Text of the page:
They're Learning to Love
Surprise! That baby whose needs you catered to day and night now wants to care for you too. Two-and-a-half-year-old Erin Cummings is a case in point. "One night at dinner, she turned to me and asked, 'How was your trip?' " recalls her mom, Jackie, of Dallas. "I'd left her with a neighbor while I went to the doctor, and she wanted to know how it went. Just eight months ago, such a concept wouldn't even have registered."
Why are twos so cued in to you? "They're developing a sense of self. They're beginning to identify their feelings, which leads to an ability to perceive how other people feel," says Victoria Youcha, Ed.D., a child-development specialist with Zero To Three, a nonprofit organization in Washington, D.C., that promotes the health and well-being of young children.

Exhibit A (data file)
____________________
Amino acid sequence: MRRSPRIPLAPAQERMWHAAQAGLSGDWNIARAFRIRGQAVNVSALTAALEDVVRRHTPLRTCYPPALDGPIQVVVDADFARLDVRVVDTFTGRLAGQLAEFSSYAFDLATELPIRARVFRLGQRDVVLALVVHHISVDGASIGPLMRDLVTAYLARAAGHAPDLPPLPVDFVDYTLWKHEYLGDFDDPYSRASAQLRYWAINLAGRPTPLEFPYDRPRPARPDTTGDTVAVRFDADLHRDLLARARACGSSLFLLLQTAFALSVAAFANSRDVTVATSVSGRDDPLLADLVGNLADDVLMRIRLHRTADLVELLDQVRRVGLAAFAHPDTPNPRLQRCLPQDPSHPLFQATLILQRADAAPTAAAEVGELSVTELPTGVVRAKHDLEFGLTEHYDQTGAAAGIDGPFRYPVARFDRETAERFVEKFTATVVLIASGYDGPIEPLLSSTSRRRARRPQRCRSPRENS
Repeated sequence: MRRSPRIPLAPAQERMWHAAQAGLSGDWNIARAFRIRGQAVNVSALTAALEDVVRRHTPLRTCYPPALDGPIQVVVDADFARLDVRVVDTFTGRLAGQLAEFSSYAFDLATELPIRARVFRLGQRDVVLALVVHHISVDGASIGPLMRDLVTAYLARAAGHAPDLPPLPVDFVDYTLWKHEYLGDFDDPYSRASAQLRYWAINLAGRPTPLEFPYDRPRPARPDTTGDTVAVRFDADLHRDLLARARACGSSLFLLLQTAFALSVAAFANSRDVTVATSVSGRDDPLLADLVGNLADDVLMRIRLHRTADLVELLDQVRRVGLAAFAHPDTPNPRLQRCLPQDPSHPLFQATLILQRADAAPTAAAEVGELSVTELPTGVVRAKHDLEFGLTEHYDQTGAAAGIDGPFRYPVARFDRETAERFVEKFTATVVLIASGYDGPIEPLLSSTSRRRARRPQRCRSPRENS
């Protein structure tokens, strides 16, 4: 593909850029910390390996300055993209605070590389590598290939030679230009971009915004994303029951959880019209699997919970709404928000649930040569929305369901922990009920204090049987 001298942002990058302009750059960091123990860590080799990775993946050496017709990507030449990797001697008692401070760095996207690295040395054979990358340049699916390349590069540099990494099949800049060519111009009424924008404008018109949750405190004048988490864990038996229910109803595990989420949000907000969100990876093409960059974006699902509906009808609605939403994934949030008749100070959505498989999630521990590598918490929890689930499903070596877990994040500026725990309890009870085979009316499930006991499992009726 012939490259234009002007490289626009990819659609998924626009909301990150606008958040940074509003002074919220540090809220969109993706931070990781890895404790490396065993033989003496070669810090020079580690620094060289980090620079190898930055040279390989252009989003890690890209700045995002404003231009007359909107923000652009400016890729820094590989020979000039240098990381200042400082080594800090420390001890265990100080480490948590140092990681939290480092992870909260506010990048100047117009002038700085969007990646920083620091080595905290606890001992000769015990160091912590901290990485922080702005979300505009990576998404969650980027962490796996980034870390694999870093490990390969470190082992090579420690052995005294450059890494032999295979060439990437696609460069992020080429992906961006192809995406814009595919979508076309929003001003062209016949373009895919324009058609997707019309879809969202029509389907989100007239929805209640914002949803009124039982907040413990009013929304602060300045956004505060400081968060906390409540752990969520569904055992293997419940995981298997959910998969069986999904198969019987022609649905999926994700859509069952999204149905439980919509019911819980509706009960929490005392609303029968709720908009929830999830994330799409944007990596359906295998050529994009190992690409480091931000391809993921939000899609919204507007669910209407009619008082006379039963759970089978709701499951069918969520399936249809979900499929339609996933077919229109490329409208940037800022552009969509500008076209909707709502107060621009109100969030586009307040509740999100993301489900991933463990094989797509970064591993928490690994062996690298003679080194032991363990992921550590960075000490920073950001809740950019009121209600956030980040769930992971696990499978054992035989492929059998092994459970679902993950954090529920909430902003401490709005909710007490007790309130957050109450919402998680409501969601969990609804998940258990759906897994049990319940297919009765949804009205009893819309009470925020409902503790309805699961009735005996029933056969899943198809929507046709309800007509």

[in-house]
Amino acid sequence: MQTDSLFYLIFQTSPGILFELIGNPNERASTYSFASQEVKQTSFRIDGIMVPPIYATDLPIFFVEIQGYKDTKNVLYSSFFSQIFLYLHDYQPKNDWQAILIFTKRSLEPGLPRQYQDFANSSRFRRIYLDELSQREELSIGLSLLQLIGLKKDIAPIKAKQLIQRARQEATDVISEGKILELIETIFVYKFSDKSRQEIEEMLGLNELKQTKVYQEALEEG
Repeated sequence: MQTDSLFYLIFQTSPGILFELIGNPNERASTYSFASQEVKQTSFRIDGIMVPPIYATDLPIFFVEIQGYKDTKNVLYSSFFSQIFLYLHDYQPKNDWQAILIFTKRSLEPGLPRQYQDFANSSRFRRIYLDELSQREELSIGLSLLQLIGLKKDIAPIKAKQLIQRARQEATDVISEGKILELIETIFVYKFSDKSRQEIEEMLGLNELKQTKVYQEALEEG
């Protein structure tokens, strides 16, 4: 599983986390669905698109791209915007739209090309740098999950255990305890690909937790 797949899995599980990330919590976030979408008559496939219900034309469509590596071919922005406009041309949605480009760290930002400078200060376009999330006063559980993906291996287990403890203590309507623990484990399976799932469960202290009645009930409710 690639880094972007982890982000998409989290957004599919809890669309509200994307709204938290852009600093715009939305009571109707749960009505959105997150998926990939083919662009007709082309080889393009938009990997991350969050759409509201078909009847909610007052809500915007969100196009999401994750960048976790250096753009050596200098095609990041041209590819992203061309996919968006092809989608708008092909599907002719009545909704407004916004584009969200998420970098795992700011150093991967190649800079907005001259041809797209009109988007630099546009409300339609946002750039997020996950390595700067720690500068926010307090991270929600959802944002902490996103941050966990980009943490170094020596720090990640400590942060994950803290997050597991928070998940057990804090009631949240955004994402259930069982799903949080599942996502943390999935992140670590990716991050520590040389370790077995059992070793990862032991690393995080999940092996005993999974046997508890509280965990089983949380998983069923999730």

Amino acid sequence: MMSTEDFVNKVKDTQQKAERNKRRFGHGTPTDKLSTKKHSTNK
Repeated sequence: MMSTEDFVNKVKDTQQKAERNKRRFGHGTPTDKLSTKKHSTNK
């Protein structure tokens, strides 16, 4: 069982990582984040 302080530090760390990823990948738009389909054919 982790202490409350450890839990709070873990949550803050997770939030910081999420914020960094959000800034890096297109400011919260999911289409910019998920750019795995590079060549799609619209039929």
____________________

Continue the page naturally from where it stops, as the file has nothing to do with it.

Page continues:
But milestones alone shouldn't get all the credit. "Empathy is a learned behavior," says Meri Wallace, a child and family therapist with the Heights Center for Adult and Child Development, in Brooklyn. "Children act on their feelings based on examples they've seen." So if your toddler exhibits empathy, give yourself a few points: You've been a good role model.